The Special Populations Health Centers Serve

The Special Populations Health Centers Serve

According to the HRSA, health centers have served over 1.1 million homeless individuals, more than 900,000 agricultural workers and dependents, and around 220,000 public housing residents. The numbers of these overlooked populations are significant.

  • A national survey showed the average number of homeless people on a given night to be estimated at 1.6 million.
  • Approximately one in every three migratory and seasonal agricultural workers has been served through a health center program funded by HRSA. The National Advisory Council on Migrant Health regularly provides consultations about and recommendations as to the health issues of this population.
  • The HRSA has also been instrumental in funding accessible health centers for public housing residents, including minorities and the elderly.

Healthcare professionals may not be aware of the funding available to serve these populations, the special needs they present, and the resources that they can use to further their understanding and serve such specific populations. These special populations often overlap the insured and un-insured more commonly considered recipients of health services through health centers, and they may present with other needs to be addressed. Understand more about how health centers are supported in their efforts to serve the homeless, public housing residents and migratory farmworkers.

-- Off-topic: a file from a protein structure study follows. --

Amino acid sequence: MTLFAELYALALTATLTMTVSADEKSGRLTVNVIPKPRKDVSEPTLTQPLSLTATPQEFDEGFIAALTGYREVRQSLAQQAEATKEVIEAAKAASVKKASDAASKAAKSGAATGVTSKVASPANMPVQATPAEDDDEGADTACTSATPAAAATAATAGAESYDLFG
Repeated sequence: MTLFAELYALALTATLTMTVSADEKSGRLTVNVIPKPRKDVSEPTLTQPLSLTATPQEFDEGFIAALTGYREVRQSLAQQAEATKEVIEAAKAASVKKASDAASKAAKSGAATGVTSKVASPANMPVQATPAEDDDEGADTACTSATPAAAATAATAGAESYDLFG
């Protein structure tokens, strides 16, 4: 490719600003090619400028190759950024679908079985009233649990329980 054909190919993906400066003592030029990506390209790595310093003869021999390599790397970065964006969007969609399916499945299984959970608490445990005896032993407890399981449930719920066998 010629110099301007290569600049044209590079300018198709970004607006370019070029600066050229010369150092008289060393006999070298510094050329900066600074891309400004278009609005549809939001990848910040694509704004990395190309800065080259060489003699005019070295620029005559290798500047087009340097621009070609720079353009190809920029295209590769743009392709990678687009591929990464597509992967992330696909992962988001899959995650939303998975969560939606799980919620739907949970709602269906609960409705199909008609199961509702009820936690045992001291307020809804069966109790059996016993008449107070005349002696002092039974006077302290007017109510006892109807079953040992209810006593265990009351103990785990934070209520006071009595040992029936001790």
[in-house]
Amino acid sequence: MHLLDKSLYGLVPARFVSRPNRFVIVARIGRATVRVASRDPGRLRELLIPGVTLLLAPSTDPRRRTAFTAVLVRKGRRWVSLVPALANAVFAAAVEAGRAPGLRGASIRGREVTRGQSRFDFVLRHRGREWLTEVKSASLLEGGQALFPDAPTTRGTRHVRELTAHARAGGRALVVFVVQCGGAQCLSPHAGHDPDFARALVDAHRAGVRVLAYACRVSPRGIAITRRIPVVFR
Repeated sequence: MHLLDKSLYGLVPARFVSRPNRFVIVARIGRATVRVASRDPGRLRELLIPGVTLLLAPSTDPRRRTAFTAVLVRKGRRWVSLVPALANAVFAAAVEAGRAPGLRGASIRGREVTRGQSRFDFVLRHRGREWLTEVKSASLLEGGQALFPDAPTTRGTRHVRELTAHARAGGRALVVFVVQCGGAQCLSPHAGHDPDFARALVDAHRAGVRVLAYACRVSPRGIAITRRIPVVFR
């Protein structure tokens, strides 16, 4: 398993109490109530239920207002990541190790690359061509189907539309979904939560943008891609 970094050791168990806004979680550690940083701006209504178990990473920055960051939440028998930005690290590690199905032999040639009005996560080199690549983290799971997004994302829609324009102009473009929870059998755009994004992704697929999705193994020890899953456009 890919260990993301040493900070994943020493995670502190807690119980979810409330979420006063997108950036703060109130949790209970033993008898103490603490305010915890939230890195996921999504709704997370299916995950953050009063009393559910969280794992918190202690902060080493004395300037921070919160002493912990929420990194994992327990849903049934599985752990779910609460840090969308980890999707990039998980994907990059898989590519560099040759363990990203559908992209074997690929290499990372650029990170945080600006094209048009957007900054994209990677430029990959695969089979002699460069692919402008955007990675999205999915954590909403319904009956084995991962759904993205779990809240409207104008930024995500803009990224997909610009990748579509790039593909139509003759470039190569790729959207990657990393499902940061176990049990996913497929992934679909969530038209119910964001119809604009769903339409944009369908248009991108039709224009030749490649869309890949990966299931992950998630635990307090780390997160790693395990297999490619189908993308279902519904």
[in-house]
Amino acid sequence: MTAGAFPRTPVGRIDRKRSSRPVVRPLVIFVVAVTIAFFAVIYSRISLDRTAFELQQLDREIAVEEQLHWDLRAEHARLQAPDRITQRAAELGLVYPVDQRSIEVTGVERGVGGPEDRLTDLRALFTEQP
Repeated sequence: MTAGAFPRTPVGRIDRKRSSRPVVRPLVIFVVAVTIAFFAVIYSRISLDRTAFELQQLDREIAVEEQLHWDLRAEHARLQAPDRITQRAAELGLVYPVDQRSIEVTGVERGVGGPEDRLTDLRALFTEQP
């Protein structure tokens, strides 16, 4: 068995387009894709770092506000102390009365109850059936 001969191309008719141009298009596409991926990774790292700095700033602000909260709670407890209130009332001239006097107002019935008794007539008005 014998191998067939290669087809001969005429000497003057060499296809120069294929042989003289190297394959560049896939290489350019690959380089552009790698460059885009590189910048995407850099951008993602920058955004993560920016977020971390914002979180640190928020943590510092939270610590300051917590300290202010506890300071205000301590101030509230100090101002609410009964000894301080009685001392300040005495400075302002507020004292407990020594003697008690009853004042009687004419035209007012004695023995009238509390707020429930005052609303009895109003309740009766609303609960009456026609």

Heath Services for the Homeless

Homeless people can receive health services within their community. Federally Qualified Health Centers (FQHCs) receive support through various agencies. Some FQHCs located in areas with a large homeless population get grants from the federal Health Care for the Homeless (HCH) program. They can receive only this HCH grant or also get support from the CHC, or the Community Health Center program.

Initially authorized within the Stewart B. McKinney Homeless Assistance Act of 1987, the Health Care for the Homeless Program is in Title VI, Section 340. The HCH program was reauthorized in 1996 under the Health Centers Consolidation Act. What does the HCH program provide? HCH focuses on:

  • Delivering a multi-pronged approach to the care of the homeless;
  • Combining integrative systems of healthcare services, including primary care, substance abuse services and mental health services, with aggressive street outreach;
  • Client advocacy;
  • Case management; and
  • Coordinating with other social service agencies and community health providers.

Homeless people are a vulnerable and often under-served population that presents with varied physical and mental health challenges. Assistance with medical care and use of community social services can help individuals receive desperately needed treatment and support.

Health Services for Public Housing Residents

The elderly and minorities are two groups that can benefit from public housing. The federal Public Housing Primary Care (PHPC) program was developed in the Disadvantage Minority Health Improvement Act of 1990. This program was reauthorized in 1996 in the Health Centers Consolidation Act. What does the PHPC program provide to public housing residents? In terms of healthcare services, such populations should have: